Windows Distributed File System DSC Resource


While studying for my MS 70.411 exam, I found that one way of getting a good understanding of a feature is to perform as many feature tasks as possible using PowerShell. One especially useful way of doing this for me was to implement a DSC resource for the feature. So, this week the feature was Distributed File System Replication Groups. I’ll refer to Distributed File Systems as DFS in future to save typing.

Note: I am going to implement DFS Namespaces as well, but that will be left to next week.

Update: After releasing this version I had an idea for some improvements to simplify this resource. See the details here.

Node vs. Active Directory

The first thing to note with implementing a DSC resource for Windows Distributed File System is that the resource is actually setting the Desired State of Active Directory elements rather than that of a Node. What that means is that when you use the PowerShell (or Management Console) to manage Windows DFS Replication Groups or DFS Namespaces you’re actually configuring items in the Active Directory database - you’re not changing anything on the actual node/computer you’re running the commands on.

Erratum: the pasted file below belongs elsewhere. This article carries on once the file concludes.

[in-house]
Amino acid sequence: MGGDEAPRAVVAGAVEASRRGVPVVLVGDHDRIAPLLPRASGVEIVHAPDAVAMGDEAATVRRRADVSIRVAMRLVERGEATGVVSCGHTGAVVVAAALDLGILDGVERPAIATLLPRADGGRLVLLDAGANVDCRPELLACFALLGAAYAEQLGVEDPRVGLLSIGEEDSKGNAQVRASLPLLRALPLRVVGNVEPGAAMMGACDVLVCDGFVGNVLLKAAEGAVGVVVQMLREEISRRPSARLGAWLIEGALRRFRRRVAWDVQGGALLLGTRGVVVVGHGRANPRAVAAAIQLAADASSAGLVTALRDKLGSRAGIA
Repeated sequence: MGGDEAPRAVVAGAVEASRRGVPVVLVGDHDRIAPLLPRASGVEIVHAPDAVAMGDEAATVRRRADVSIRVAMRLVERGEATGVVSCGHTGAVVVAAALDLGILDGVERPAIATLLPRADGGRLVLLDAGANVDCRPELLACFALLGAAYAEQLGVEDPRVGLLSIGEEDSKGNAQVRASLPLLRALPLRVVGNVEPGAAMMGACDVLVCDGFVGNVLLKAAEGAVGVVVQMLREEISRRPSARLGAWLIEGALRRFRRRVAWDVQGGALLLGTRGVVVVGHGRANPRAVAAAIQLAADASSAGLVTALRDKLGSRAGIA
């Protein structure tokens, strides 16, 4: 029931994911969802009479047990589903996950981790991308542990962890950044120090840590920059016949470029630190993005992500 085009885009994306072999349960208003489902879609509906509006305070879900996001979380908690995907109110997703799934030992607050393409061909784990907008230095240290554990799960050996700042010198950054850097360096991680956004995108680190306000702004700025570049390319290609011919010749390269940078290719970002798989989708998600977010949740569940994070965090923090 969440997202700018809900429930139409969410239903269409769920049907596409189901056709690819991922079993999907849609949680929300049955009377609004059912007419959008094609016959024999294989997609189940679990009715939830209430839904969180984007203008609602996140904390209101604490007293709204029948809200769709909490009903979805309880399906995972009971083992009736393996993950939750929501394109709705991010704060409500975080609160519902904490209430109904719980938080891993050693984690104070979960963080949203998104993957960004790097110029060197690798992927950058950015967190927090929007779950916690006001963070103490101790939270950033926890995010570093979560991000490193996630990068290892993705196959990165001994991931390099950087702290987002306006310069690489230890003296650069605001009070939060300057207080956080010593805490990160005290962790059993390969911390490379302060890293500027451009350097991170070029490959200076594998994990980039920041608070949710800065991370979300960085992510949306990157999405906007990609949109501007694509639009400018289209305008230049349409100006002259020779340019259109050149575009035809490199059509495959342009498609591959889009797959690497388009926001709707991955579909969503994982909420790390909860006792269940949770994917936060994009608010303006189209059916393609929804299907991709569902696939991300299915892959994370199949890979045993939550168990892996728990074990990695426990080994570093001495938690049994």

This means that a DSC Resource for configuring Windows DFS could be run on any computer within the AD Domain. This is actually very handy as it turns out. At first though, I wasn’t sure DSC should be used for configuring elements that aren’t actually on a Node/Computer, but I couldn’t see why not, and then I remembered that there are other resources that do this (xActiveDirectory for example).